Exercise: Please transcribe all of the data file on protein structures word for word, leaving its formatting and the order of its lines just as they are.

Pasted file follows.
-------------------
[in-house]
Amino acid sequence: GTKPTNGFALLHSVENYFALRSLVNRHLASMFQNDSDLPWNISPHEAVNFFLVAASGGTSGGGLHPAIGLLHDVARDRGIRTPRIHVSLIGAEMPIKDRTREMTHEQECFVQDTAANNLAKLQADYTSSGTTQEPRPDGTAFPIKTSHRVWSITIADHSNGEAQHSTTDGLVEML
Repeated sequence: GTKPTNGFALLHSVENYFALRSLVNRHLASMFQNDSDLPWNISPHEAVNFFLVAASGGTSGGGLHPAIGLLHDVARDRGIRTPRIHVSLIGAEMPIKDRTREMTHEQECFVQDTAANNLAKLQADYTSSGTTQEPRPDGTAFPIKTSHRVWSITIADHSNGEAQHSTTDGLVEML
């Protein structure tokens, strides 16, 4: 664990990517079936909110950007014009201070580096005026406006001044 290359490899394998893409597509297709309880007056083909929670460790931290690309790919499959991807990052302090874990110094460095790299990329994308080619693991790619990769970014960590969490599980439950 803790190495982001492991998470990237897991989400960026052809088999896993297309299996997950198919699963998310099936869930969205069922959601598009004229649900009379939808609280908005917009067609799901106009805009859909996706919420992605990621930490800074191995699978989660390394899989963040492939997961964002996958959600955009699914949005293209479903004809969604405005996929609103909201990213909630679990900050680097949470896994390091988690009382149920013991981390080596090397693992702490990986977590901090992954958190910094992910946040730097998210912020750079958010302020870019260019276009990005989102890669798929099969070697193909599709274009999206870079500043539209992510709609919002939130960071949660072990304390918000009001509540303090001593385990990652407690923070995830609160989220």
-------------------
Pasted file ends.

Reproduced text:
[in-house]
Amino acid sequence: GTKPTNGFALLHSVENYFALRSLVNRHLASMFQNDSDLPWNISPHEAVNFFLVAASGGTSGGGLHPAIGLLHDVARDRGIRTPRIHVSLIGAEMPIKDRTREMTHEQECFVQDTAANNLAKLQADYTSSGTTQEPRPDGTAFPIKTSHRVWSITIADHSNGEAQHSTTDGLVEML
Repeated sequence: GTKPTNGFALLHSVENYFALRSLVNRHLASMFQNDSDLPWNISPHEAVNFFLVAASGGTSGGGLHPAIGLLHDVARDRGIRTPRIHVSLIGAEMPIKDRTREMTHEQECFVQDTAANNLAKLQADYTSSGTTQEPRPDGTAFPIKTSHRVWSITIADHSNGEAQHSTTDGLVEML
């Protein structure tokens, strides 16, 4: 664990990517079936909110950007014009201070580096005026406006001044 290359490899394998893409597509297709309880007056083909929670460790931290690309790919499959991807990052302090874990110094460095790299990329994308080619693991790619990769970014960590969490599980439950 803790190495982001492991998470990237897991989400960026052809088999896993297309299996997950198919699963998310099936869930969205069922959601598009004229649900009379939808609280908005917009067609799901106009805009859909996706919420992605990621930490800074191995699978989660390394899989963040492939997961964002996958959600955009699914949005293209479903004809969604405005996929609103909201990213909630679990900050680097949470896994390091988690009382149920013991981390080596090397693992702490990986977590901090992954958190910094992910946040730097998210912020750079958010302020870019260019276009990005989102890669798929099969070697193909599709274009999206870079500043539209992510709609919002939130960071949660072990304390918000009001509540303090001593385990990652407690923070995830609160989220």